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State health officials pause administration of J&J vaccine

April 13, 2021 GMT

BOSTON (AP) — The Massachusetts Department of Public Health followed the advice of federal authorities on Tuesday and ordered a stop to the administration of the Johnson & Johnson coronavirus vaccine.

“The Department of Public Health is notifying all Massachusetts providers to pause administration of the Johnson & Johnson COVID-19 vaccine, effective immediately,” the agency said in a tweet.

In a joint statement Tuesday, the Centers for Disease Control and Prevention and the Food and Drug Administration said they were investigating clots in six women that occurred in the days after vaccination.

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More than 181,000 people in Massachusetts have received the J&J vaccine as of Monday, according to state data.

More than 6.8 million doses of the J&J vaccine have been administered in the U.S., the vast majority with no or mild side effects.

CDC’s Advisory Committee on Immunization Practices will meet Wednesday to discuss the clotting cases. The FDA has launched an investigation into the cause of the clots.

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INTERGENERATIONAL CARE-PANDEMIC

As Massachusetts emerges from the pandemic, the state should focus on creating a system of “intergenerational care,” state Senate President Karen Spilka said Tuesday.

The system would promote “community-based care across all ages, with the goal of making intergenerational care accessible and affordable to all, while supporting the workforce to make it possible,” the Democrat in a speech to the Greater Boston Chamber of Commerce.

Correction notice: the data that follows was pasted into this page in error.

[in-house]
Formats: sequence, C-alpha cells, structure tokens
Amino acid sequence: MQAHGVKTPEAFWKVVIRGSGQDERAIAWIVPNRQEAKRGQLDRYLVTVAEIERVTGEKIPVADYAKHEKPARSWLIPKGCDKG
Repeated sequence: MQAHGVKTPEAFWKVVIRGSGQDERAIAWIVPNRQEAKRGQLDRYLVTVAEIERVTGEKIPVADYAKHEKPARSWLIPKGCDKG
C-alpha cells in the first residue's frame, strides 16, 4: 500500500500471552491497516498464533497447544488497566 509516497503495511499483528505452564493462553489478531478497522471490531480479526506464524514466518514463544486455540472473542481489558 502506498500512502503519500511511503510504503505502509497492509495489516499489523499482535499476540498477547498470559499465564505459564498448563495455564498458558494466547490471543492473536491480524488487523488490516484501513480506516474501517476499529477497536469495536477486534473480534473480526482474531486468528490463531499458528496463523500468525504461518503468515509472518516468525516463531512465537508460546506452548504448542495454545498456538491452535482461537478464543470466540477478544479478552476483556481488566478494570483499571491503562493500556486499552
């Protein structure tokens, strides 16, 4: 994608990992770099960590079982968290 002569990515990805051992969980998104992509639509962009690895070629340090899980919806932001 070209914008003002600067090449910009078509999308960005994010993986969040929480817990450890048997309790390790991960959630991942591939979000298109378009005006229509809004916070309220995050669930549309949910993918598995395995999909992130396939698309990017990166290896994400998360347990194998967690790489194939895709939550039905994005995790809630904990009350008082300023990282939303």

Spilka said she wasn’t entirely sure what a system would look like but said it could include “Intergenerational Care Centers” where individuals could gather information about child care, elder care, and other services for residents at all stages of life.

“Now is the time to be bold and think creatively,” she said. “We have the opportunity, as well as the responsibility, to not only invest in our recovery, but to rethink and rebuild our communities with connection in mind.”

“I refuse to accept an unequal recovery where some of us do just fine, while others take decades to return to a status quo that may not have been so great to begin with,” she added.

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VIRUS BY THE NUMBERS

The number of new daily cases of COVID-19 increased by about 1,400 Tuesday while the number of newly confirmed coronavirus deaths in Massachusetts rose by 7.

The new numbers pushed the state’s confirmed COVID-19 death toll to 17,068 since the start of the pandemic, while its confirmed caseload rose to about 623,000.

The true number of cases is likely higher because studies suggest some people can be infected and not feel sick.

There were about 710 people reported hospitalized Tuesday because of confirmed cases of COVID-19, with about 160 in intensive care units.

The average age of those hospitalized was 61. There were an estimated 36,000 people with current active cases of COVID-19 in the state.

There were 9,017 probable or confirmed COVID-19 deaths reported in long-term care facilities.

More than 4.6 million doses of the COVID-19 vaccine have been administered in Massachusetts, including more than 2.8 million first doses and more than 1.6 million second doses of the Moderna and Pfizer vaccines.

More than 1.8 million people have been fully immunized.

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THEATER CLOSURE

A downtown Boston movie theater that opened just months before the coronavirus pandemic took hold has apparently closed for good.

ArcLight Cinemas said Monday that it won’t reopen its theaters, which include a 15-screen location at the Hub on Causeway next to TD Garden, The Boston Globe reported.

The California-based company said in a statement on its website that it “does not have a viable way forward,” and would not reopen its theaters, which have been shut for more than a year now. The Boston location opened in November 2019.

It’s the second premium movie house to close downtown Boston in a month, following the ShowPlace Icon in the Seaport in March.